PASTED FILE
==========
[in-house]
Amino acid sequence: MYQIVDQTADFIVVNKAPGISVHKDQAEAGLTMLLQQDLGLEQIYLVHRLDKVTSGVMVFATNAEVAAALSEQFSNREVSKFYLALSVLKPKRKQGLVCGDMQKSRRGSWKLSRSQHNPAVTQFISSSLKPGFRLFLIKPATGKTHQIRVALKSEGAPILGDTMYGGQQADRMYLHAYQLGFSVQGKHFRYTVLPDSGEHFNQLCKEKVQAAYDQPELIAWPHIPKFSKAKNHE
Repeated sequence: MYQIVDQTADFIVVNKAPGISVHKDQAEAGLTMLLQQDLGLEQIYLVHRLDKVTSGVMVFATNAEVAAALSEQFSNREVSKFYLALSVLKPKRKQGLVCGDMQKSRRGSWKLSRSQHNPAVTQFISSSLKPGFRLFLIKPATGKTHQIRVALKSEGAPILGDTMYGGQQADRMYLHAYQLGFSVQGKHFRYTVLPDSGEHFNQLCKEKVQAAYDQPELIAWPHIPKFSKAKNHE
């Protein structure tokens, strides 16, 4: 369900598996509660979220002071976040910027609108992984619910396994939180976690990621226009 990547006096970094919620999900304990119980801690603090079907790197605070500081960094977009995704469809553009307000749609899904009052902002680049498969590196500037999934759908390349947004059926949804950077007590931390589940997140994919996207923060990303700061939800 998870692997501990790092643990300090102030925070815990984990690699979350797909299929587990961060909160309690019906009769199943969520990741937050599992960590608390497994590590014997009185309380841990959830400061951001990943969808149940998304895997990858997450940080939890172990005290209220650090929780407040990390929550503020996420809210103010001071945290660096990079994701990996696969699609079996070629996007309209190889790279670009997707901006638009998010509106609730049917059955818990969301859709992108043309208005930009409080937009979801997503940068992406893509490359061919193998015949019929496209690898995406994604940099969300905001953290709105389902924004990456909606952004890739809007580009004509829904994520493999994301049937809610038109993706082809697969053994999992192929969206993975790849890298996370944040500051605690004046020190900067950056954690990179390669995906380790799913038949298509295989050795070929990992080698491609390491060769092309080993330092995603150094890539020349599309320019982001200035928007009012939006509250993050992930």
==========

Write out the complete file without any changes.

[in-house]
Amino acid sequence: MYQIVDQTADFIVVNKAPGISVHKDQAEAGLTMLLQQDLGLEQIYLVHRLDKVTSGVMVFATNAEVAAALSEQFSNREVSKFYLALSVLKPKRKQGLVCGDMQKSRRGSWKLSRSQHNPAVTQFISSSLKPGFRLFLIKPATGKTHQIRVALKSEGAPILGDTMYGGQQADRMYLHAYQLGFSVQGKHFRYTVLPDSGEHFNQLCKEKVQAAYDQPELIAWPHIPKFSKAKNHE
Repeated sequence: MYQIVDQTADFIVVNKAPGISVHKDQAEAGLTMLLQQDLGLEQIYLVHRLDKVTSGVMVFATNAEVAAALSEQFSNREVSKFYLALSVLKPKRKQGLVCGDMQKSRRGSWKLSRSQHNPAVTQFISSSLKPGFRLFLIKPATGKTHQIRVALKSEGAPILGDTMYGGQQADRMYLHAYQLGFSVQGKHFRYTVLPDSGEHFNQLCKEKVQAAYDQPELIAWPHIPKFSKAKNHE
């Protein structure tokens, strides 16, 4: 369900598996509660979220002071976040910027609108992984619910396994939180976690990621226009 990547006096970094919620999900304990119980801690603090079907790197605070500081960094977009995704469809553009307000749609899904009052902002680049498969590196500037999934759908390349947004059926949804950077007590931390589940997140994919996207923060990303700061939800 998870692997501990790092643990300090102030925070815990984990690699979350797909299929587990961060909160309690019906009769199943969520990741937050599992960590608390497994590590014997009185309380841990959830400061951001990943969808149940998304895997990858997450940080939890172990005290209220650090929780407040990390929550503020996420809210103010001071945290660096990079994701990996696969699609079996070629996007309209190889790279670009997707901006638009998010509106609730049917059955818990969301859709992108043309208005930009409080937009979801997503940068992406893509490359061919193998015949019929496209690898995406994604940099969300905001953290709105389902924004990456909606952004890739809007580009004509829904994520493999994301049937809610038109993706082809697969053994999992192929969206993975790849890298996370944040500051605690004046020190900067950056954690990179390669995906380790799913038949298509295989050795070929990992080698491609390491060769092309080993330092995603150094890539020349599309320019982001200035928007009012939006509250993050992930």